Perseverance and the silver lining were very much the themes to Stephanie Langstraat’s nomination letters for the Golden Apple award, a recognition given out once a month to an Iowa educator who performs above and beyond the call of duty.
The middle school principal from the Prairie City-Monroe district was held up high by nine different students who, when assigned to think of a strong leader in the community, selected Langstraat for her work in the school.
Each student compared Langstraat to a different historical leader, one drawing a parallel to Harriet Tubman as she discussed her fearless demeanor in the face of the school’s bomb threat last school year.
“When we had the bomb threat, she was calm and kept us on our toes,” the letter read. “She took charge and made sure we were all safe. Following the plan set in place with her in charge made us very safe, and I feel comfortable saying I trust her with my life, as we very well did that day.”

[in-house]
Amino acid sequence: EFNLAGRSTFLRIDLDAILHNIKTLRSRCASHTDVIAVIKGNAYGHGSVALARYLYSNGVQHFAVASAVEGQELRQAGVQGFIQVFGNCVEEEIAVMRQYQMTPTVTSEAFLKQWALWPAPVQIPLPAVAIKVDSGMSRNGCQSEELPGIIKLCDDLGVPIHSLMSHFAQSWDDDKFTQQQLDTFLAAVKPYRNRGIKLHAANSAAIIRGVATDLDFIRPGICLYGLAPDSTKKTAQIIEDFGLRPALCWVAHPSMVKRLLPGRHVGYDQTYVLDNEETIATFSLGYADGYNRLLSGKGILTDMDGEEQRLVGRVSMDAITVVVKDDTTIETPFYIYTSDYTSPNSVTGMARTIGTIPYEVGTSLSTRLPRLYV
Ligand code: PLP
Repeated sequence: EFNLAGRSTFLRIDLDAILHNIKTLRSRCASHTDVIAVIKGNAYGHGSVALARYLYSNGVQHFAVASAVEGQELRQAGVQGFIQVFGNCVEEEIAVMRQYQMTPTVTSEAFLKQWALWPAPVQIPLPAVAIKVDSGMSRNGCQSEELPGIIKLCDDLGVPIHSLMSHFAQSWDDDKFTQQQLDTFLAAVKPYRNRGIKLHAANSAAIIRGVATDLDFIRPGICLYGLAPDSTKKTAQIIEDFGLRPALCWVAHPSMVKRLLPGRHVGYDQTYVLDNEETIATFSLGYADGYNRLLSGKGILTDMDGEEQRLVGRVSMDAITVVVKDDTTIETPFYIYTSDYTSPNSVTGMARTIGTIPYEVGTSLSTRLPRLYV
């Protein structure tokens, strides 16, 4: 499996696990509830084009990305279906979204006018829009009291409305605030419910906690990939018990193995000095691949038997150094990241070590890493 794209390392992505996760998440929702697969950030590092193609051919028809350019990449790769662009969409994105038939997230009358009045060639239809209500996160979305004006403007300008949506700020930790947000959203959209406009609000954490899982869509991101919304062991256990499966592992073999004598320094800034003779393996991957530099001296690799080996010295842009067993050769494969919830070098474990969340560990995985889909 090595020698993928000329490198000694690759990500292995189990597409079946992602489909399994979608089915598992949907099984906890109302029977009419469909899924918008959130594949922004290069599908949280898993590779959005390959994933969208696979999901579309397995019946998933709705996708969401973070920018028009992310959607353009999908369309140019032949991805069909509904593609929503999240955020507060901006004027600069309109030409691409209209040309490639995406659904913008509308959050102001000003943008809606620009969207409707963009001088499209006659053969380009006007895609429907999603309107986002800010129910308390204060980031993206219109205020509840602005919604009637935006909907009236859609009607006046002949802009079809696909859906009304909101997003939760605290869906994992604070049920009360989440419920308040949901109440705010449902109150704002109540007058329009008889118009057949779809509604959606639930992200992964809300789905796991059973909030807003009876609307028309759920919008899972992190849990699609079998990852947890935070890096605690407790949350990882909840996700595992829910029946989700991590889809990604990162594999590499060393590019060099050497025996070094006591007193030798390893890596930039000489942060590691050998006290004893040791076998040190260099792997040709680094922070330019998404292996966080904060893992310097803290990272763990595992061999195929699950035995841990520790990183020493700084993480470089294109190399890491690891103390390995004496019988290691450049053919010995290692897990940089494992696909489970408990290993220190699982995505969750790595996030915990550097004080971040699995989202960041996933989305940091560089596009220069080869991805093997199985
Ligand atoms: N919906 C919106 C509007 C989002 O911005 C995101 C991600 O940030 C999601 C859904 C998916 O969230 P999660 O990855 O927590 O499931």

Other students acknowledged the principal’s strength in the face of the Stage IV lung cancer she battled last year, talking about how her concern remained with her students throughout the process and how she kept them up-to-date on her treatment and successes.
As for Langstraat, she was visibly shocked at the thunderous applause that greeted her upon entering the award ceremony. When she took the stage, her first move was to share the credit with the rest of the faculty and staff of the district.
“I don’t take credit for a whole lot of things … I’m a team player,” Langstraat said. “Those shirts they’re wearing, ‘No one will fight for our students like us,’ that’s the truth … All those teachers in the back, they deserve this too.”
She went on to explain the school is her second family, education her true calling, and that she saw herself as being the fortunate one for getting to wake up each day and go to a job she loved.
The Golden Apple Award is given by WHO-HD and Allied Insurance once a month to an educator who is nominated by his or her students. The organizations receive thousands of letters each year, judge each one, and have to narrow the field to the person who they deem is the best fit for the recognition.